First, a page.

How to manage Saudi anger at the Iran nuclear deal
The author recounts the experience of U.S. diplomacy to reassure Western Germany during negotiations with the Soviets and argues that the model provides guidance for assuaging Saudi Arabia's concerns about warming U.S.-Iranian relations.
The U.S. experience with West Germany during the Cold War offers important lessons for its current approach toward Saudi Arabia. Just like West Germany, Saudi Arabia depends on the United States and its partners for arms, training, and support.
As a result, Washington could credibly threaten a military embargo to deter Riyadh from acquiring nuclear weapons, exploiting Saudi officials’ existing anxieties about how committed the U.S. is to their country’s security. Moreover, an embargo threat would be backed by U.S. law, which forbids U.S. military or economic aid to any country that acquires nuclear explosive devices.
In principle, Riyadh could try to discourage a military embargo by threatening to cut off or cut down the supply of oil to the United States. But rapid growth in North American hydrocarbon production has reduced U.S. dependence on oil imports, undermining Saudi Arabia’s economic leverage.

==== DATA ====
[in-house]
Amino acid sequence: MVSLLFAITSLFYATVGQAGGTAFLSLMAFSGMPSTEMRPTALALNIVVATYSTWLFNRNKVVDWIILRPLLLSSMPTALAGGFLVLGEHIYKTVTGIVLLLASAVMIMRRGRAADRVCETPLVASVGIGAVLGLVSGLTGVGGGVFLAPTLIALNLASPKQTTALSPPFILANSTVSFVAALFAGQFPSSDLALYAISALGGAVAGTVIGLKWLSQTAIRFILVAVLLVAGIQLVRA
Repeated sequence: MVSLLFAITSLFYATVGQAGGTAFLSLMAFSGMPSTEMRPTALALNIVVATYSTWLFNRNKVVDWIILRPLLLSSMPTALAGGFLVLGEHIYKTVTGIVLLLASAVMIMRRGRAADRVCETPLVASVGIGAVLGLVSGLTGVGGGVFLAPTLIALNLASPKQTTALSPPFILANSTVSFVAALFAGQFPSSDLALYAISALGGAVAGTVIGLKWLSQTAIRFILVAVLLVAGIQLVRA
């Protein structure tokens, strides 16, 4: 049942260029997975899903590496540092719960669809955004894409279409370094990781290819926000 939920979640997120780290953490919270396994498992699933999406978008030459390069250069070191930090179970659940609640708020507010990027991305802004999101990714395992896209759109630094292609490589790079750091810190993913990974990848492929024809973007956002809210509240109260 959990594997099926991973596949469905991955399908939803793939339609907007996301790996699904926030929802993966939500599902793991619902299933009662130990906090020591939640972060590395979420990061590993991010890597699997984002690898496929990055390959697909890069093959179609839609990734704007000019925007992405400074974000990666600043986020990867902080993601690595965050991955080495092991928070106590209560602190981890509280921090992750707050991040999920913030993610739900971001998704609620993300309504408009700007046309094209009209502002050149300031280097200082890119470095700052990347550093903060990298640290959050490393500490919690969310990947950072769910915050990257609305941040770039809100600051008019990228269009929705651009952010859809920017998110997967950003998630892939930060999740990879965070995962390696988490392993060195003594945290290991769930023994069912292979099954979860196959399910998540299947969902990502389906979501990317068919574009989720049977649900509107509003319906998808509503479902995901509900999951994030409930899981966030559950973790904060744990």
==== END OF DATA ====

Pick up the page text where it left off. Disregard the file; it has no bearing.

To be sure, the two situations are not precisely the same. Unlike West Germany, Saudi Arabia does not rely on U.S. troops or nuclear weapons to protect its territorial integrity, and it can seek advanced armaments from suppliers other than the United States.
Finding adequate substitutes for U.S. conventional arms will be difficult, however, because Saudi Arabia’s existing stocks of U.S. military hardware are not necessarily interoperable with hardware from other countries, and because these systems rely on U.S. spare parts and technical assistance to remain functional. If the U.S. decides to end its military assistance and cooperation, it could cripple Saudi Arabia’s military forces.